Council 1 candidates debate September 5 at 7 pm

Margaret Chin, Christopher Marte, Dashia Imperiale, and Aaron Foldenauer.
September 12 is primary day, and local Democrats will have choices for several local positions, including City Council Member, Assembly District Leaders, and Democratic County Committee Members (who may be called on to select our next State Senator).

City Council District 1 covers East River buildings 3 and 4 (sections G, H, J, K, L, and M). Margaret Chin is running for a third term against three challengers: Christopher Marte, Dashia Imperiale, and Aaron Foldenauer.

If you want to learn more about them than what you read on their campaign mail, you’ll have a chance on Tuesday evening at Manny Cantor Center, when the four will meet for a debate.

Tuesday, September 5
7:00 – 9:00 pm
Manny Cantor Center
197 East Broadway

Truman Club under fire for violating campaign finance laws

Last week the NY Post ran a story about the Truman Democratic Club violating campaign finance laws for years:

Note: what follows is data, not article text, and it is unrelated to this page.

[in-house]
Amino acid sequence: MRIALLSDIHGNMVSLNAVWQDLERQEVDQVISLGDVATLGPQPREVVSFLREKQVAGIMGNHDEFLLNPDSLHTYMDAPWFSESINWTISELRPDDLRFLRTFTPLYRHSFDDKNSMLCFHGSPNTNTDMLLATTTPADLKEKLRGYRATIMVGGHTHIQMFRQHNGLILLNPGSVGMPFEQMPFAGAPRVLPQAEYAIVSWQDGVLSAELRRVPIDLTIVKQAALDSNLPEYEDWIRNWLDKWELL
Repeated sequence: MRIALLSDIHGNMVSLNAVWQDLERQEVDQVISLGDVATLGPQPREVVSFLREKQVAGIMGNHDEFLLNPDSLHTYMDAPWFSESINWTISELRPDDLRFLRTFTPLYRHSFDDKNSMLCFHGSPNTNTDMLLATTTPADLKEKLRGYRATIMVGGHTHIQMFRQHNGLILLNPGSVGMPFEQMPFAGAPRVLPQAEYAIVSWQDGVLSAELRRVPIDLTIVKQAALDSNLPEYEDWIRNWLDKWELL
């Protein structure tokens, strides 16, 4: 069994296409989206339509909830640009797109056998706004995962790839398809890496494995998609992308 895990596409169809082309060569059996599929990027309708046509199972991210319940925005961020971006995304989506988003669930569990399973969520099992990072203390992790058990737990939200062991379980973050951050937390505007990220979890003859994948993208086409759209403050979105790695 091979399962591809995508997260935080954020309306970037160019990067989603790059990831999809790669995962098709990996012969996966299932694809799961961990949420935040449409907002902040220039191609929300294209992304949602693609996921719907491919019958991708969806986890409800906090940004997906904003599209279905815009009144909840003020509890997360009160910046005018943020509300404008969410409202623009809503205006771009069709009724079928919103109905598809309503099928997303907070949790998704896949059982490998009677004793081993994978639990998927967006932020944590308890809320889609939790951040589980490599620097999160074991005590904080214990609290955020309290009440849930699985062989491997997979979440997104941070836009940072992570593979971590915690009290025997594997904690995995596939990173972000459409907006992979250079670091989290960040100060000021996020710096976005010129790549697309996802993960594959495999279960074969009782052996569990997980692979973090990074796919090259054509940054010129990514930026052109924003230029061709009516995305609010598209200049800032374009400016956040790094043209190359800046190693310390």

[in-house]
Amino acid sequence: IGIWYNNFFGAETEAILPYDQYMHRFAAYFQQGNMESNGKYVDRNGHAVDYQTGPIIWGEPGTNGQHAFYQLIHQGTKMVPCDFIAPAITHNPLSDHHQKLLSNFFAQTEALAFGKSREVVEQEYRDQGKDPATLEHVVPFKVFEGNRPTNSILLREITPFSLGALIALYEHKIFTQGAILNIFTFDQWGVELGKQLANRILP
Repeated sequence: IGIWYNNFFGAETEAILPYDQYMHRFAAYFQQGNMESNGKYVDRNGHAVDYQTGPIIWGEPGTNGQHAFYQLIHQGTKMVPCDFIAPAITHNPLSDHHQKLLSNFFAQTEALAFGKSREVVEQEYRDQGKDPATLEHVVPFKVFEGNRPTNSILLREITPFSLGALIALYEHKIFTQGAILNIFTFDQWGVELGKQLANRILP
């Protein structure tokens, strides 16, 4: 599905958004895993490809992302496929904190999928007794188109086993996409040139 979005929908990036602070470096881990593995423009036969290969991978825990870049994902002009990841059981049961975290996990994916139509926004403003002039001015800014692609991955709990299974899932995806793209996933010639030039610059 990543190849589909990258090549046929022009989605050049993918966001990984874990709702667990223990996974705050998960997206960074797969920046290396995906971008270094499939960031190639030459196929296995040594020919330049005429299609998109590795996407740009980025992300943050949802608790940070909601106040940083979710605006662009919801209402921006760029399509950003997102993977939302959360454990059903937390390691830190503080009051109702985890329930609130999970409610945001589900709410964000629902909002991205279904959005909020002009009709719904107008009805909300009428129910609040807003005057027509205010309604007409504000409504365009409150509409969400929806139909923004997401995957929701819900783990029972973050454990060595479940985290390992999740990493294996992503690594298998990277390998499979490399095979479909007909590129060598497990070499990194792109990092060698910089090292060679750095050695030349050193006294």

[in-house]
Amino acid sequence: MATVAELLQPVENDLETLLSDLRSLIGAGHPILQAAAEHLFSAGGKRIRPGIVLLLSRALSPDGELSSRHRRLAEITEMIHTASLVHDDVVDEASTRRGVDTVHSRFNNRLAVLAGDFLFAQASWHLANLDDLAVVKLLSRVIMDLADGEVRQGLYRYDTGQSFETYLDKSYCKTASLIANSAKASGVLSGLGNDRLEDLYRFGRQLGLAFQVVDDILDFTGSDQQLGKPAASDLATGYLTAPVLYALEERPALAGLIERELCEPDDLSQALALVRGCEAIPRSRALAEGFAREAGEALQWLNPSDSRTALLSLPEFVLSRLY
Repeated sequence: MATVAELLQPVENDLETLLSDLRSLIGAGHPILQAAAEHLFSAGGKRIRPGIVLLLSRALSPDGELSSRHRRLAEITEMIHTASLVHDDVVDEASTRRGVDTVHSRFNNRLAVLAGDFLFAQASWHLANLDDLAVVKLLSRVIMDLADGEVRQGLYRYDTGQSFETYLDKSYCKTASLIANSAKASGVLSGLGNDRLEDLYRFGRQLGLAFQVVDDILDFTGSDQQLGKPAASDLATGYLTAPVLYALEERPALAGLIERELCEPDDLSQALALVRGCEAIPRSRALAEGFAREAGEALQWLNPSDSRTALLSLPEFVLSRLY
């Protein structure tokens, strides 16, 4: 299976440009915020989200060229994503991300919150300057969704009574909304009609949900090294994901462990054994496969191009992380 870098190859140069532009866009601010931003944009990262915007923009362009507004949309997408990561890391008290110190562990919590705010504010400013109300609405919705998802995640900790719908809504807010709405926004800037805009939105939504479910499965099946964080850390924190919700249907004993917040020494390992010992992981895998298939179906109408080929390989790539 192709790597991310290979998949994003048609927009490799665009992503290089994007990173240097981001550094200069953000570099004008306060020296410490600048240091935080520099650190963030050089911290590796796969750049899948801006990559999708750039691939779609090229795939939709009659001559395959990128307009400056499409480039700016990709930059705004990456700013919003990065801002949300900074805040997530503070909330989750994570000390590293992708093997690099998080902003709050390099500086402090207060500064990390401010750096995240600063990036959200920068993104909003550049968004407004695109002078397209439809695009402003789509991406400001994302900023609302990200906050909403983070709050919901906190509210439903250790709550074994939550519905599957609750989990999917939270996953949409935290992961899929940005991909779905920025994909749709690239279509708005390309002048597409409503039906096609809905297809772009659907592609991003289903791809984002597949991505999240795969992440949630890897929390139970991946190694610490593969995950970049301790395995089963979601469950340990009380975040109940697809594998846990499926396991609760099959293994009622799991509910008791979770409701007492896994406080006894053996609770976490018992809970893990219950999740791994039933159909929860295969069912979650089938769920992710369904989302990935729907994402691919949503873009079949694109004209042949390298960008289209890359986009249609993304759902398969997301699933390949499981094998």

The Lower East Side political club that for years served as the home base for disgraced former Assembly Speaker Sheldon Silver has failed to publicly disclose its finances, as required by law, for nearly two decades, an activist charges.

Full disclosure: that “activist” is me. First I noticed that neither the Truman Club nor its two candidates for Democratic District Leader, Karen Blatt and Jacob Goldman, had registered campaign committees with the state board of elections. Then, by searching for payments other campaigns have made to the Truman Club over the years, I found close to $100,000 in contributions to Truman that the club has never disclosed. That’s just the tip of the iceberg, because most donors — individuals and corporations — are not required to report their own contributions.

All of this information comes straight from the board of elections database of contributions, which is searchable online.

In contrast, Caroline Laskow and Lee Berman, who are challenging Blatt and Goldman, registered their campaign committee earlier this year and filed their first disclosure report on time.